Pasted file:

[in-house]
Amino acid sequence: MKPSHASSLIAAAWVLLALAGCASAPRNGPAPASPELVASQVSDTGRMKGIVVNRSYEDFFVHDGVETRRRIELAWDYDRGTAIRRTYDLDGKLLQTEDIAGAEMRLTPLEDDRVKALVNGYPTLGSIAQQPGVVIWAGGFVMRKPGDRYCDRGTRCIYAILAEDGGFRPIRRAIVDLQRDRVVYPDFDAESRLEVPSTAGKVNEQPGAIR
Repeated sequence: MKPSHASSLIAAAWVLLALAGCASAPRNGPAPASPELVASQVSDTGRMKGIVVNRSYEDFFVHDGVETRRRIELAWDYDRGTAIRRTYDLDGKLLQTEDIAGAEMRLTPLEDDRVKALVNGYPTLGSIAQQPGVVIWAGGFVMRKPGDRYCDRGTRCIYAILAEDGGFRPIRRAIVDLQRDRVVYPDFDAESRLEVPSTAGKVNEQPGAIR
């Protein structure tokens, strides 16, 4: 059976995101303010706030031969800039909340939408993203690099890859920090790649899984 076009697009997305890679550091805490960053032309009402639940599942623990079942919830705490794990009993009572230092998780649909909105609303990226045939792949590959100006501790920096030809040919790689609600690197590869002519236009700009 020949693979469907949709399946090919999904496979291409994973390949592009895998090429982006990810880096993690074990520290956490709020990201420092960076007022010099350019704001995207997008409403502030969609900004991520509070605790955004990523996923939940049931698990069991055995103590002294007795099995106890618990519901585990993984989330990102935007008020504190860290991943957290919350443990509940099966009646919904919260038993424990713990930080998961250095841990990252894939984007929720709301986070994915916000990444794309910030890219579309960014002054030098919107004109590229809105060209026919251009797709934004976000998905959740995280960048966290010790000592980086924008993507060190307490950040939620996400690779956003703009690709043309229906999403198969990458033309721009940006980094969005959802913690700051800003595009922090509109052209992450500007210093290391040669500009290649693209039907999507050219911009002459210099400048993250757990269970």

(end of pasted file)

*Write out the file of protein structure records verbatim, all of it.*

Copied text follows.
[in-house]
Amino acid sequence: MKPSHASSLIAAAWVLLALAGCASAPRNGPAPASPELVASQVSDTGRMKGIVVNRSYEDFFVHDGVETRRRIELAWDYDRGTAIRRTYDLDGKLLQTEDIAGAEMRLTPLEDDRVKALVNGYPTLGSIAQQPGVVIWAGGFVMRKPGDRYCDRGTRCIYAILAEDGGFRPIRRAIVDLQRDRVVYPDFDAESRLEVPSTAGKVNEQPGAIR
Repeated sequence: MKPSHASSLIAAAWVLLALAGCASAPRNGPAPASPELVASQVSDTGRMKGIVVNRSYEDFFVHDGVETRRRIELAWDYDRGTAIRRTYDLDGKLLQTEDIAGAEMRLTPLEDDRVKALVNGYPTLGSIAQQPGVVIWAGGFVMRKPGDRYCDRGTRCIYAILAEDGGFRPIRRAIVDLQRDRVVYPDFDAESRLEVPSTAGKVNEQPGAIR
């Protein structure tokens, strides 16, 4: 059976995101303010706030031969800039909340939408993203690099890859920090790649899984 076009697009997305890679550091805490960053032309009402639940599942623990079942919830705490794990009993009572230092998780649909909105609303990226045939792949590959100006501790920096030809040919790689609600690197590869002519236009700009 020949693979469907949709399946090919999904496979291409994973390949592009895998090429982006990810880096993690074990520290956490709020990201420092960076007022010099350019704001995207997008409403502030969609900004991520509070605790955004990523996923939940049931698990069991055995103590002294007795099995106890618990519901585990993984989330990102935007008020504190860290991943957290919350443990509940099966009646919904919260038993424990713990930080998961250095841990990252894939984007929720709301986070994915916000990444794309910030890219579309960014002054030098919107004109590229809105060209026919251009797709934004976000998905959740995280960048966290010790000592980086924008993507060190307490950040939620996400690779956003703009690709043309229906999403198969990458033309721009940006980094969005959802913690700051800003595009922090509109052209992450500007210093290391040669500009290649693209039907999507050219911009002459210099400048993250757990269970």